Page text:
Personal branding part 3: Your elevator pitch


  by Kath Magrobi

Personal branding part 3: Your elevator pitch

Here’s a challenge: Imagine you’re with Graca Machel. In somewhere between 30-90 seconds, try tell her – simply and succinctly –  what you do and why it matters.  

Now repeat the exercise – but first imagine you’re with your aged great-aunt; and then, with those grumps from the bank.

When you can do this without batting an eyelash, so that all audiences understand equally, and are equally enthused – you’ve got the hang of your elevator pitch!

Reading Time: 4 mins

Why everyone needs an elevator pitch

We’ve all had those moments.  Selling ourselves short to someone we’d rather like to impress. Either by saying nothing interesting ( “I work in research,” doesn’t explain how we’re radically breaking ground for food security). Or with complex and long-winded jargon that has them politely nodding while stifling yawns.

Cringe introductions leave out crucial points that explain what’s special about our work.  Good introductions make others excited about it as we are, and ready to do something because of that. The secret to this is a well crafted elevator pitch.

What is an elevator pitch?

The idea is to consider what you’d say to Graca Machel (or your choice of hero) to convey your work’s WOW factor if you found yourself in an elevator with them. And included in this, to know what you want out of a relationship with this person, and to have that included, as an ask.

And then to refine, hone and practise that ‘til you’re really fluent.  Knowing you have to pack everything into a maximum of ninety seconds – the time you’d have before the elevator doors opened, and they stepped out. 

Then, when anyone asks you about yourself. you use that as an opportunity to practise your pitch. And in that way, you get comfortable projecting your personal brand.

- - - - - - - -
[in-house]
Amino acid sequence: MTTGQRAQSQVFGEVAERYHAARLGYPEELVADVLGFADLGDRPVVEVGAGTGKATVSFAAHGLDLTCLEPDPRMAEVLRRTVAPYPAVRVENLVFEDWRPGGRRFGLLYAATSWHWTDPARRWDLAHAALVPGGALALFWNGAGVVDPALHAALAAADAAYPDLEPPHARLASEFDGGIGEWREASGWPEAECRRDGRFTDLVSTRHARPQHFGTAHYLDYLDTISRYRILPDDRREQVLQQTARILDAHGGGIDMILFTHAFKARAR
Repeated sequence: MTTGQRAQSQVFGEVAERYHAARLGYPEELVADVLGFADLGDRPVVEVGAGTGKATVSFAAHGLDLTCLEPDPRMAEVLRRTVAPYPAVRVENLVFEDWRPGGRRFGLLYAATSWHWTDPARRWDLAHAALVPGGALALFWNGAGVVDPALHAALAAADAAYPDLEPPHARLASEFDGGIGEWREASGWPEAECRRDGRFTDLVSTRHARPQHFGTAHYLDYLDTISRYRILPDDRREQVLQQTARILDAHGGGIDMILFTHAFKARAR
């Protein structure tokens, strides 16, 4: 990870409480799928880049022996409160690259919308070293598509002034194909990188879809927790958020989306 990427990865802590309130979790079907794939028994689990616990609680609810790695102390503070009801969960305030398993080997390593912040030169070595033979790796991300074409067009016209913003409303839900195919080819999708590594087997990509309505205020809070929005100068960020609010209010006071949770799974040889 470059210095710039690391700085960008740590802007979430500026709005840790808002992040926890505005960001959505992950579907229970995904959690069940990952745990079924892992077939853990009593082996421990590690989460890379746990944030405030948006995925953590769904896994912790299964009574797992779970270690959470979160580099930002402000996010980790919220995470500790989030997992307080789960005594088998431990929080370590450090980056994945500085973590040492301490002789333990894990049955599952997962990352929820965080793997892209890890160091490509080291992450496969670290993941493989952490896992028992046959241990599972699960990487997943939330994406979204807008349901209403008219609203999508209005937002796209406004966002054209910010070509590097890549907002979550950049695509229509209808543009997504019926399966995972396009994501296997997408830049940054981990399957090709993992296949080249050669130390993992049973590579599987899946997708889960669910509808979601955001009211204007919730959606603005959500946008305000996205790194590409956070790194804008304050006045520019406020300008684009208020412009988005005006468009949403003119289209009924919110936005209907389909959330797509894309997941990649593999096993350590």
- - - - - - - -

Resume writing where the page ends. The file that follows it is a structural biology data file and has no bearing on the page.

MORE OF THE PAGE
What makes for a good elevator pitch?

It’s quick: 

Thirty seconds is brilliant, 90 seconds is still pretty perky.

It’s comprehensive:

It covers all the things that matter the most, in the fewest words possible.

It’s clear:

Keep working at it ‘til you have your best language. Speak simply. Choose words that flow when you speak. Edit, practise, and repeat until your pitch sings. 

It sparkles:

You may use the same pitch ten times a day, but every time you say those words, you inject fresh verve in your voice. You spark enough interest for your audience to follow up any call to action (or ask) that you’ve included.

Moufouli Bello, Kiki is My Pet Friend, 2022

Me, myself and I

Here’s my elevator pitch, as an example:

“I’m Kath Magrobi, I run a feminist media non profit, Quote This Woman+. Currently only one in five news sources is a woman, so we have a database of women thought-leaders, activists and experts whose voices are unheard in mainstream African news – and we get journalists to use this.

It takes huge courage for women on our database to speak up in the face of prevailing patriarchal narratives and we also provide media and leadership training through a feminist lens. This starts by acknowledging the many social and cultural prohibitions to women\s voices and that simply being a front-runner isn’t enough to make many women comfortable to go on record. 

Our training focuses on the inner work almost all women need – building agency to speak up. 

I’d love to send you more info about us – can I have your email address?”

And here’s one from QW+ database member and TedX speaker, Augusta Dorning: